Demurrage occurs when an importer doesn’t clear its shipments through U.S. Customs in a timely manner. Customs imposes significant fines, so most companies do their best to have all the paperwork on hand and ready to go BEFORE the shipment ever arrives at port. But every now and then, something goes wrong and the shipments get stuck in limbo at the port.
What are the three most common causes of demurrage?
1: Lack of financing – with 10-10-80 payment terms, the vast majority of the purchase price is paid at the very end of the transaction. Many aggressive importers attempt to stretch their financing as far as possible, so they may find themselves over-extended and unable to make the payment for the final 80% due when the goods are loaded onto the ship. In this case, the seller will refuse to release the goods into the importers possession, causing them to be stranded at port, where U.S. Customs will be quick to impose demurrage charges. Those charges can add up very fast, so it usually makes sense for importers to try raising the money to get them out, even if it means accepting usurious interest rates on short-term bridge financing.
2: Poor understanding of the paperwork required by customs – The process of clearing customs can be confusing, and without an experienced broker to hold your hand (it is perfectly to clear your own shipments through customs without a broker, after all), you may end up overwhelmed and unprepared to submit all the correct documents at the last minute.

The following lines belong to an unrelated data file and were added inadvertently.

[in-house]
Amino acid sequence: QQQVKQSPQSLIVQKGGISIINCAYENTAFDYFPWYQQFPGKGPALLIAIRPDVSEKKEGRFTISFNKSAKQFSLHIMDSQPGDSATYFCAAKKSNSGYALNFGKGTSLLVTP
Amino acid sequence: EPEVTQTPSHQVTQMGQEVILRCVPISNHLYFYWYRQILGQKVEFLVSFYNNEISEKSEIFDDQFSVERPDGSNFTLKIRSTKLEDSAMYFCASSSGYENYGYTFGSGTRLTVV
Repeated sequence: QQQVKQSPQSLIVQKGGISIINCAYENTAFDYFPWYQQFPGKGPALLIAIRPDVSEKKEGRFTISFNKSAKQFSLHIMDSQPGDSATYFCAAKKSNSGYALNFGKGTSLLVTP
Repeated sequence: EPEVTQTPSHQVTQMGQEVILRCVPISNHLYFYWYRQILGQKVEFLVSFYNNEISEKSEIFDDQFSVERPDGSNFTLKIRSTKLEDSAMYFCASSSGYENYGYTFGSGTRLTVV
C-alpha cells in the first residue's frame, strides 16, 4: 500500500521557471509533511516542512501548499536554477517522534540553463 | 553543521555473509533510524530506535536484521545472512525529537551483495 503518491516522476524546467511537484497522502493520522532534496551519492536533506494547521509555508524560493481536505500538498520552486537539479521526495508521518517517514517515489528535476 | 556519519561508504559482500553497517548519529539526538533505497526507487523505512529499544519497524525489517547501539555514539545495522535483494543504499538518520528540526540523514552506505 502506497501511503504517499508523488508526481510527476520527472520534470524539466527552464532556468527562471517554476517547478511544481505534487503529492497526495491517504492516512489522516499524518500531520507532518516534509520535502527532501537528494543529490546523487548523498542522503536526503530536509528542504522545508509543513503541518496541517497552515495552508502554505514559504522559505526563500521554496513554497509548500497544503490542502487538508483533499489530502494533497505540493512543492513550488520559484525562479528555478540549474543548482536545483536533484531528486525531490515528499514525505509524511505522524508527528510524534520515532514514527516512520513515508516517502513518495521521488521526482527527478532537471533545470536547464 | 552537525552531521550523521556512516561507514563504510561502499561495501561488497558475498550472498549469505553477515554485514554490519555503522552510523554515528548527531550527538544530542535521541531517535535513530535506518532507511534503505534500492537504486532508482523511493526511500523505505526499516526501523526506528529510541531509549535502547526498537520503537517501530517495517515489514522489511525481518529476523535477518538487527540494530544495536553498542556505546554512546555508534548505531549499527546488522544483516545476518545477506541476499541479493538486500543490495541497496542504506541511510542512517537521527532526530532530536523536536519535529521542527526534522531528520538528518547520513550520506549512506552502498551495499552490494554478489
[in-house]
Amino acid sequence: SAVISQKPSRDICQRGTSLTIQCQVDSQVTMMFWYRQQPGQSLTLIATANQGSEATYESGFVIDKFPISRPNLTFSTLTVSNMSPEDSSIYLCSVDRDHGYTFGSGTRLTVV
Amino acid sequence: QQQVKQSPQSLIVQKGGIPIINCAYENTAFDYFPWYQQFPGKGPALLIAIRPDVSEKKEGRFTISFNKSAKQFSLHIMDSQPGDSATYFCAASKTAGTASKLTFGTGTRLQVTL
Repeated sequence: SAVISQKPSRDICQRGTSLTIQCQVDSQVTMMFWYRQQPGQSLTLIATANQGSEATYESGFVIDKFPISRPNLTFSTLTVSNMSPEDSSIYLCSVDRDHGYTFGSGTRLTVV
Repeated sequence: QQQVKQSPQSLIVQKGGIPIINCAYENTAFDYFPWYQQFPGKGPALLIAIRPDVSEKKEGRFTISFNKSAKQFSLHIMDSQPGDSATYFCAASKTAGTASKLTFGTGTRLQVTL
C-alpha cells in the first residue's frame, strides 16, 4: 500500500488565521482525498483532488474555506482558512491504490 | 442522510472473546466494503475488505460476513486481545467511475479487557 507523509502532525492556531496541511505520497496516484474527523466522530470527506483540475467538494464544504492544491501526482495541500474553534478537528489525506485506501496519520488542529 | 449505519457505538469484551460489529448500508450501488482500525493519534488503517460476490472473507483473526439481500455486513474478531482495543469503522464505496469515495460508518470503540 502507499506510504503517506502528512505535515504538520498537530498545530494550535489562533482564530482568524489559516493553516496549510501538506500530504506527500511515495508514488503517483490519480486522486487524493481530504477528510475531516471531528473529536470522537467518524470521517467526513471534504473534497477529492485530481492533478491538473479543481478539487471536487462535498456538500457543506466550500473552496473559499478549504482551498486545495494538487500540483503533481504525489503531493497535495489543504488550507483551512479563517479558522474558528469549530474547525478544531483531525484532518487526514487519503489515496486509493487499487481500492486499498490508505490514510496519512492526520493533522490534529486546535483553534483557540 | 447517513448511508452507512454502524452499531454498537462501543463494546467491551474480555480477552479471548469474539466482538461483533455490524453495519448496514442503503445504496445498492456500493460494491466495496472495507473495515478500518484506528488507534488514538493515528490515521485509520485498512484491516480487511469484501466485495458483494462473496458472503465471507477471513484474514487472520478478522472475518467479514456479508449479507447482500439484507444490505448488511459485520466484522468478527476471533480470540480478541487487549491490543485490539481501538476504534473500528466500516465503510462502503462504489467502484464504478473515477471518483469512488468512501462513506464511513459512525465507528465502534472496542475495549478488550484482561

In order of importance, the four documents required to clear most shipments through U.S. Customs are:
Commercial Invoice – Your supplier’s invoice for the shipment is an itemized list with the price paid and the Harmonized Schedule code for each product on the shipment.
Bill of Lading or Airway Bill – A receipt for the transportation of the goods from their overseas point of origin to the destination port in the US. In the international trade industry, the original BL also servers as legal title to the goods, so by submitting the original BL to U.S. Customs, you are in effect demonstrating that you are the legal owner of the products in question. The BL provides data on the number of products on the shipment, weight, volume, product description, contact information for both parties, name of the carrier, plus details on the ports the goods will pass through en route the U.S.
Packing List – A document from your supplier or their shipping company that lists all the packages within the shipment and their contents. This is different from the commercial invoice in that it deals with the actual boxes on the shipment, showing what is in each box, instead of just grouping everything together by product type.
Arrival Notice – When the ship carrying your goods reaches the port, your carrier or freight forwarder will send you the Arrival Notice. It’s just a document certifying the date on which your goods will arrive. CBP requires this so they can be certain that your shipment is in fact at the port before they waste time on it.
With these four documents in hand, any customs broker will be able to help you clear the vast majority of shipments, although some specific goods will require additional documents. For example, shipments containing unfinished wood products are required to show a fumigation certificate certifying that they have been treated with pesticides.
3: Incompetent Customs Brokers – This is the least common cause of demurrage, but surely there are incidents where customs brokers themselves lose paperwork or fail to file it on time. In fact, most customs clearances can be processed in under 15 minutes, and the reply as to whether the goods have cleared is instant. So if your broker tells you they are waiting to hear back from customs about whether your goods have cleared, chances are they haven’t even filed them yet. Get on their case before you rack up demurrage charges. And then think about getting a new customs broker or working with a software application that can help you do it yourself.